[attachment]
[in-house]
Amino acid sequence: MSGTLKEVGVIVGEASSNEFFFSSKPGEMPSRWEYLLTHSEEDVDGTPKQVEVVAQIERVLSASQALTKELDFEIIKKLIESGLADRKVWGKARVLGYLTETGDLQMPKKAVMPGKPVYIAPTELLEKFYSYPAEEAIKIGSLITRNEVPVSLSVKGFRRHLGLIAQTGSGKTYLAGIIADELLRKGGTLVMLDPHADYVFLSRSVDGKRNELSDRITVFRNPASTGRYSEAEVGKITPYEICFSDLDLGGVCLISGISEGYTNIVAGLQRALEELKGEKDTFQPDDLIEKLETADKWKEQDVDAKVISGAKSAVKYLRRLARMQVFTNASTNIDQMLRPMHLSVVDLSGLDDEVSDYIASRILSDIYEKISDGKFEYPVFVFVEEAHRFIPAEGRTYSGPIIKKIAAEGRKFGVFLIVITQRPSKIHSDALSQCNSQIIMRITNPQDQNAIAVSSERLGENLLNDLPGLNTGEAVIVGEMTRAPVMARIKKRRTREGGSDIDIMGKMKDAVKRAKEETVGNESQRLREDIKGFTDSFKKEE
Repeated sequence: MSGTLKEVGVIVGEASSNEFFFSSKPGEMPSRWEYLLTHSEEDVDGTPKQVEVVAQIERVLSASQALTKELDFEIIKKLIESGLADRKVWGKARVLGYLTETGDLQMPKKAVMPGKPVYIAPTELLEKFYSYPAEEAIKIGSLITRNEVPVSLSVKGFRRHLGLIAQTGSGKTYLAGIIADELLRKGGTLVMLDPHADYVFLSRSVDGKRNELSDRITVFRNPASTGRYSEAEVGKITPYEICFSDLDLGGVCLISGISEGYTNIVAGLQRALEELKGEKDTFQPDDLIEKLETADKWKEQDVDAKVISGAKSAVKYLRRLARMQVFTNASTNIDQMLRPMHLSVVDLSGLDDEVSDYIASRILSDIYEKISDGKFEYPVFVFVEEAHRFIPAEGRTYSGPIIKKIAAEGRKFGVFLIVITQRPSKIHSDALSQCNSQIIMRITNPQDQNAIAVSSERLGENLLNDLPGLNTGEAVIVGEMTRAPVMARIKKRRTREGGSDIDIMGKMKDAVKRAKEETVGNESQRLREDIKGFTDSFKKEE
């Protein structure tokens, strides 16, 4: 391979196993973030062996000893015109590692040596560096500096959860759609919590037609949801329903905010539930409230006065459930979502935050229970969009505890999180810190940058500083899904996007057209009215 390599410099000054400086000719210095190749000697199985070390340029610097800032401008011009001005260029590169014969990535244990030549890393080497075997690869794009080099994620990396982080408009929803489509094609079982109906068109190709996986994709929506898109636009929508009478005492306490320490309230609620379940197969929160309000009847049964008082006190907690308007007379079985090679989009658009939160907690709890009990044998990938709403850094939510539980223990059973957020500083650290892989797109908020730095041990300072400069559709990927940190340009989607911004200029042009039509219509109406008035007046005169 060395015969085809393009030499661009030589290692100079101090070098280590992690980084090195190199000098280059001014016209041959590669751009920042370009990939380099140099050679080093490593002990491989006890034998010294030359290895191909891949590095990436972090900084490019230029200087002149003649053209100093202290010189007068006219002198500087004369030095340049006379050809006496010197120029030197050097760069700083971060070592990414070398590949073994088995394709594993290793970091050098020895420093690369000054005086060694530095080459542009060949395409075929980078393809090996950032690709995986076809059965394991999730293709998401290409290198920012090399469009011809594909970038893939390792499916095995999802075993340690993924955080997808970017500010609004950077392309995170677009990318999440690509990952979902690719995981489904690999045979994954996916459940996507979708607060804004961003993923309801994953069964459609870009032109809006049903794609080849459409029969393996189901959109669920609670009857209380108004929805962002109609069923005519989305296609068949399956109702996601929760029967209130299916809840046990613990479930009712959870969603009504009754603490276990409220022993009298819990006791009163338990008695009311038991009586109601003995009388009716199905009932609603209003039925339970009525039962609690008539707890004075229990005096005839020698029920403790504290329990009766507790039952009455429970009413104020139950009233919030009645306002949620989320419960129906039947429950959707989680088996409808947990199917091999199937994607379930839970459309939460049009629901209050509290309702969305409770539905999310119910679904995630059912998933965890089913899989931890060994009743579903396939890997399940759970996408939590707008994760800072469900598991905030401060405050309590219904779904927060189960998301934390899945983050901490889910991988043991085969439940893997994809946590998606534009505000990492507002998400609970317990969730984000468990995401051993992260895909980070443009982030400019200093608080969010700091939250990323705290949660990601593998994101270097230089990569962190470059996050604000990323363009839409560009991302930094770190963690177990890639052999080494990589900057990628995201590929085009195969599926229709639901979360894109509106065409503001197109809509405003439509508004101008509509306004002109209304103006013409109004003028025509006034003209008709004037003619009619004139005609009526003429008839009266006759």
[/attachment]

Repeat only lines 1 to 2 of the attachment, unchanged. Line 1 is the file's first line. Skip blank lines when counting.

[in-house]
Amino acid sequence: MSGTLKEVGVIVGEASSNEFFFSSKPGEMPSRWEYLLTHSEEDVDGTPKQVEVVAQIERVLSASQALTKELDFEIIKKLIESGLADRKVWGKARVLGYLTETGDLQMPKKAVMPGKPVYIAPTELLEKFYSYPAEEAIKIGSLITRNEVPVSLSVKGFRRHLGLIAQTGSGKTYLAGIIADELLRKGGTLVMLDPHADYVFLSRSVDGKRNELSDRITVFRNPASTGRYSEAEVGKITPYEICFSDLDLGGVCLISGISEGYTNIVAGLQRALEELKGEKDTFQPDDLIEKLETADKWKEQDVDAKVISGAKSAVKYLRRLARMQVFTNASTNIDQMLRPMHLSVVDLSGLDDEVSDYIASRILSDIYEKISDGKFEYPVFVFVEEAHRFIPAEGRTYSGPIIKKIAAEGRKFGVFLIVITQRPSKIHSDALSQCNSQIIMRITNPQDQNAIAVSSERLGENLLNDLPGLNTGEAVIVGEMTRAPVMARIKKRRTREGGSDIDIMGKMKDAVKRAKEETVGNESQRLREDIKGFTDSFKKEE